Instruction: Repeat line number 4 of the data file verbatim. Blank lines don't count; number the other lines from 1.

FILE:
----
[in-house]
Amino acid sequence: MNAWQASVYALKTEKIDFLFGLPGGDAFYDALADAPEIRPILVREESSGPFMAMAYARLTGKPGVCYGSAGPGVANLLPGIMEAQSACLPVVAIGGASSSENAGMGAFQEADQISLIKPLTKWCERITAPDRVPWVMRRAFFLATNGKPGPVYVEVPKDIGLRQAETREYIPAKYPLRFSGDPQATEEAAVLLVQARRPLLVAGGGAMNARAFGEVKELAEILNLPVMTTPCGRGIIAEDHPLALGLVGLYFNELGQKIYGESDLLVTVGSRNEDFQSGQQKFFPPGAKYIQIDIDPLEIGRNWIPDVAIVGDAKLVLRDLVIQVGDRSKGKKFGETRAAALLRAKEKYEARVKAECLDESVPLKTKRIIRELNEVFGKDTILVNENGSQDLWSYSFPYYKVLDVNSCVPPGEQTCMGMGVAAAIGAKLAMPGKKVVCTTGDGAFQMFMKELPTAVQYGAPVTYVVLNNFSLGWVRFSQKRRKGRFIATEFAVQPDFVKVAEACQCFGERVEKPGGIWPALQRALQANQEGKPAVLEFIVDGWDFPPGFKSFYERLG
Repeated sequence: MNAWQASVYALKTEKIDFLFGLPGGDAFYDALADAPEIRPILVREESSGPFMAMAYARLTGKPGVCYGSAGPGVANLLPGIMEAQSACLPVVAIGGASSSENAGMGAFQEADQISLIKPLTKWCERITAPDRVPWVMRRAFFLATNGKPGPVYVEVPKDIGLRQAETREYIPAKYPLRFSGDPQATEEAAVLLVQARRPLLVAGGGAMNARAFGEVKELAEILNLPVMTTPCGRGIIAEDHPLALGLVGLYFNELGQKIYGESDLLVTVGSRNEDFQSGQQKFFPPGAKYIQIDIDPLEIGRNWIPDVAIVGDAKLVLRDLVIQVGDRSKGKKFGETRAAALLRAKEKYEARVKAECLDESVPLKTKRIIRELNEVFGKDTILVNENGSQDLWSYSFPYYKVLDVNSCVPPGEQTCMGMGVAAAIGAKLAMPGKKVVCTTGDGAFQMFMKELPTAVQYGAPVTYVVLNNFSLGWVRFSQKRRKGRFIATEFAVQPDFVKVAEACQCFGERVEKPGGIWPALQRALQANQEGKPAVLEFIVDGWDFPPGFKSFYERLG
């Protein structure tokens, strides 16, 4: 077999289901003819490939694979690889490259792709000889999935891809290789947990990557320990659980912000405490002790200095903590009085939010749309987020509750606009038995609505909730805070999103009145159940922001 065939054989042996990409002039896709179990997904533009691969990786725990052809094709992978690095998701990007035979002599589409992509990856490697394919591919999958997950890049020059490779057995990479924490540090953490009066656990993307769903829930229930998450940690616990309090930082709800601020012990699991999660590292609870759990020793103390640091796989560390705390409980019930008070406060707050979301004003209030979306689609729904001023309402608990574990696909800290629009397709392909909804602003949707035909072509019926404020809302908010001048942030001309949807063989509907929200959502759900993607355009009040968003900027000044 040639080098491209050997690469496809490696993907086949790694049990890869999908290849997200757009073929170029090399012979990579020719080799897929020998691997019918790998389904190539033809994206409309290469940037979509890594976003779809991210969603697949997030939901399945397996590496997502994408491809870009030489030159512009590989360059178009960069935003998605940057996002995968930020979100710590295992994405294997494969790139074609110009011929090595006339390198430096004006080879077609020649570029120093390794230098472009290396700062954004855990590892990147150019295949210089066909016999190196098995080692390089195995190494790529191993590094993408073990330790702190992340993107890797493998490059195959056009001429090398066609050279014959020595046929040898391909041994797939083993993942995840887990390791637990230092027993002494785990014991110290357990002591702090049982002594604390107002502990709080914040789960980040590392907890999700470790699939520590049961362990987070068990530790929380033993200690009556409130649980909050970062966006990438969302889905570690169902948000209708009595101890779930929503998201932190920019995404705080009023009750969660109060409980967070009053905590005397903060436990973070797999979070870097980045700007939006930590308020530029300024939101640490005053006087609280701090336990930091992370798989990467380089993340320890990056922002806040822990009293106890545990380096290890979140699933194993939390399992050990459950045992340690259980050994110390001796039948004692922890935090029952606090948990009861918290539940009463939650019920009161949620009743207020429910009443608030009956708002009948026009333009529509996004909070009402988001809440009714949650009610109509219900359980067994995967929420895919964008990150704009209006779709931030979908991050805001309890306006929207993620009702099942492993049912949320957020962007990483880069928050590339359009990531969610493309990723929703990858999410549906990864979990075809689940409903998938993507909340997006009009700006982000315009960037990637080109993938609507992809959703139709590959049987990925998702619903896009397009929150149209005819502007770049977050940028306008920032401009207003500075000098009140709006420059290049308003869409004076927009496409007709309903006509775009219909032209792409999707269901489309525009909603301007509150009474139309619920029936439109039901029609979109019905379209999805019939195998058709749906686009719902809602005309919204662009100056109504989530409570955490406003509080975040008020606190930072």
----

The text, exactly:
């Protein structure tokens, strides 16, 4: 077999289901003819490939694979690889490259792709000889999935891809290789947990990557320990659980912000405490002790200095903590009085939010749309987020509750606009038995609505909730805070999103009145159940922001 065939054989042996990409002039896709179990997904533009691969990786725990052809094709992978690095998701990007035979002599589409992509990856490697394919591919999958997950890049020059490779057995990479924490540090953490009066656990993307769903829930229930998450940690616990309090930082709800601020012990699991999660590292609870759990020793103390640091796989560390705390409980019930008070406060707050979301004003209030979306689609729904001023309402608990574990696909800290629009397709392909909804602003949707035909072509019926404020809302908010001048942030001309949807063989509907929200959502759900993607355009009040968003900027000044 040639080098491209050997690469496809490696993907086949790694049990890869999908290849997200757009073929170029090399012979990579020719080799897929020998691997019918790998389904190539033809994206409309290469940037979509890594976003779809991210969603697949997030939901399945397996590496997502994408491809870009030489030159512009590989360059178009960069935003998605940057996002995968930020979100710590295992994405294997494969790139074609110009011929090595006339390198430096004006080879077609020649570029120093390794230098472009290396700062954004855990590892990147150019295949210089066909016999190196098995080692390089195995190494790529191993590094993408073990330790702190992340993107890797493998490059195959056009001429090398066609050279014959020595046929040898391909041994797939083993993942995840887990390791637990230092027993002494785990014991110290357990002591702090049982002594604390107002502990709080914040789960980040590392907890999700470790699939520590049961362990987070068990530790929380033993200690009556409130649980909050970062966006990438969302889905570690169902948000209708009595101890779930929503998201932190920019995404705080009023009750969660109060409980967070009053905590005397903060436990973070797999979070870097980045700007939006930590308020530029300024939101640490005053006087609280701090336990930091992370798989990467380089993340320890990056922002806040822990009293106890545990380096290890979140699933194993939390399992050990459950045992340690259980050994110390001796039948004692922890935090029952606090948990009861918290539940009463939650019920009161949620009743207020429910009443608030009956708002009948026009333009529509996004909070009402988001809440009714949650009610109509219900359980067994995967929420895919964008990150704009209006779709931030979908991050805001309890306006929207993620009702099942492993049912949320957020962007990483880069928050590339359009990531969610493309990723929703990858999410549906990864979990075809689940409903998938993507909340997006009009700006982000315009960037990637080109993938609507992809959703139709590959049987990925998702619903896009397009929150149209005819502007770049977050940028306008920032401009207003500075000098009140709006420059290049308003869409004076927009496409007709309903006509775009219909032209792409999707269901489309525009909603301007509150009474139309619920029936439109039901029609979109019905379209999805019939195998058709749906686009719902809602005309919204662009100056109504989530409570955490406003509080975040008020606190930072």